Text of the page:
OPM notes strides in training managers as legislation gathers steam

As union and good government leaders express their support for more training for federal managers, the Office of Personnel Management says many agencies already are meeting the requirements proposed in legislation introduced by Sen. Daniel Akaka, D-Hawaii.

At the request of the Senate Homeland Security and Governmental Affairs Subcommittee on Oversight of Government Management, the Federal Workforce and the District of Columbia, OPM recently conducted an informal inventory of President's Management Council agencies to determine whether their training programs fulfill existing requirements and new ones set out in the Federal Supervisor Training Act (S. 674).

According to Nancy Kichak, OPM's associate director for strategic human resource policy, about half the agencies responding to the survey said they are following the current guidelines, which address strategies for mentoring, improving employee performance and productivity, conducting performance appraisals, and identifying and assisting poor performers. A majority of the other agencies told OPM they are developing supervisory training programs to fully comply.

"Most agencies go beyond the requirements in the [2004] Federal Workforce Flexibility Act and OPM regulations and offer new supervisors training in additional key areas, such as recruiting and hiring, labor and employee relations, team building, strategic planning, conflict management, financial management, and providing career guidance to employees," Kichak told the subcommittee at a Thursday hearing.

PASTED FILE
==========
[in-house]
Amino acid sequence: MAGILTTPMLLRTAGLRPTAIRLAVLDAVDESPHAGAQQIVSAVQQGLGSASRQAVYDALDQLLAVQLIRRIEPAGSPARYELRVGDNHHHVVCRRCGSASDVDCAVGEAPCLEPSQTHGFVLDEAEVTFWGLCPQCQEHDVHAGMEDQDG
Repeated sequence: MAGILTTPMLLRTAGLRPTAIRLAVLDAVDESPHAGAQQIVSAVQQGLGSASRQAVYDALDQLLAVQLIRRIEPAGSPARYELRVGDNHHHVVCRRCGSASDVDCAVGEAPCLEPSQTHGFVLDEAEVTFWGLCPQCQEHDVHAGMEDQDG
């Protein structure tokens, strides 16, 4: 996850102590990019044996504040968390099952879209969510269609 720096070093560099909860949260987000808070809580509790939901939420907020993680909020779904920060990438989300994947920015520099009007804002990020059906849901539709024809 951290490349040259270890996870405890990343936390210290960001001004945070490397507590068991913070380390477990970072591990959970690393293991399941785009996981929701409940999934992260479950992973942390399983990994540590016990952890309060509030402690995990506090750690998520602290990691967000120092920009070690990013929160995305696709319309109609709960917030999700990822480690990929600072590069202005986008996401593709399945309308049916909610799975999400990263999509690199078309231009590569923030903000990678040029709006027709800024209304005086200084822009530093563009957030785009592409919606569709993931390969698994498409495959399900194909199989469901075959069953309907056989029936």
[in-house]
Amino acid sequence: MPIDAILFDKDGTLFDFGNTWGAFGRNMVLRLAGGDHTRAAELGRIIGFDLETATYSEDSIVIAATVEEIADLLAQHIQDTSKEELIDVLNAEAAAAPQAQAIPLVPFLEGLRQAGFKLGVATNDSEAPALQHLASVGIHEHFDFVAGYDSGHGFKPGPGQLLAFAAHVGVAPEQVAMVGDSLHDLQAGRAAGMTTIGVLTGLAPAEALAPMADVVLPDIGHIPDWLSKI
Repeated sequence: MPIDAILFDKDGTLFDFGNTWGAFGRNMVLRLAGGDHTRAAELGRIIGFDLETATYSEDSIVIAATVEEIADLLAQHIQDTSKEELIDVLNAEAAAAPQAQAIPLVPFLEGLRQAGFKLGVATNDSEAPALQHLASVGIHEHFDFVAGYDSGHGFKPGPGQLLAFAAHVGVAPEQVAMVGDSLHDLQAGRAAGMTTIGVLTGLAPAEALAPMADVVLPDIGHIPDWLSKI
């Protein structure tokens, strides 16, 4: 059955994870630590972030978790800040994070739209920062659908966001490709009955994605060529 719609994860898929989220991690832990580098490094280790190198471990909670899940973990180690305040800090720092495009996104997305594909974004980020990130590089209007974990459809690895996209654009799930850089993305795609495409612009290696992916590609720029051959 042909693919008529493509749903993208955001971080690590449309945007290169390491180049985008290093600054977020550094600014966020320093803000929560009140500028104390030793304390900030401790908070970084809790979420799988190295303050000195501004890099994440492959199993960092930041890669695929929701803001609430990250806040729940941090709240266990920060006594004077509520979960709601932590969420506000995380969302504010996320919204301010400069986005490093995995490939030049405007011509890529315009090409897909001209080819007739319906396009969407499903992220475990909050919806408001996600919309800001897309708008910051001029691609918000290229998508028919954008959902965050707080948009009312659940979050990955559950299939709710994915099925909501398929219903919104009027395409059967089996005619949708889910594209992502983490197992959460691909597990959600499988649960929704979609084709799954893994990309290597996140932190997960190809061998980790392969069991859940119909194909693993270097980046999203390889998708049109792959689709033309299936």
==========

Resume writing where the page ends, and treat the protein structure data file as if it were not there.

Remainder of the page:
Of the 25 agencies that responded, five, including the Defense Department, already offer programs the legislation would make mandatory, such as training on prohibited personnel practices and union rights.

J. David Cox, national secretary-treasurer of the American Federation of Government Employees, praised provisions in the bill that would mandate training on prohibited personnel practices such as discrimination, whistleblower retaliation, favoritism or politicization. Requiring training on employee collective bargaining and union participation rights would further protect employees' rights, he said.

"Managers and supervisors trained to understand their responsibilities under the law with respect to employee rights, collective bargaining and prohibited personnel practices will be less likely to succumb to the kind of pressure exerted during the past administration to violate those rights in pursuit of political ends," Cox said.

The National Treasury Employees Union also supports the bill. President Colleen Kelley said lack of proper training for managers and supervisors contributes to some of the most pressing problems the federal workforce faces, including hiring delays.

"Many agencies' hiring officials do not know about the importance of competitive hiring … and the merit system principles that led to the creation of the country's professional and nonpartisan workforce," Kelley said. "Nor do they understand the various hiring authorities, and they are often unaware of the requirements tied to different authorities."

John Palguta, vice president of the Partnership for Public Service, also backs the bill, particularly the provision requiring OPM to gather data on manager training, evaluate progress and report on the effectiveness of agency responses to new requirements.

"The Partnership believes that S. 674 would be a very positive step toward providing funding and accountability for improved managerial and supervisory development," Palguta said.

A spokeswoman for Sen. George Voinovich, R-Ohio, ranking member of the subcommittee, said he supports the intent of the legislation, which is similar to the training language included in the Federal Employee Performance legislation he introduced in previous Congresses.

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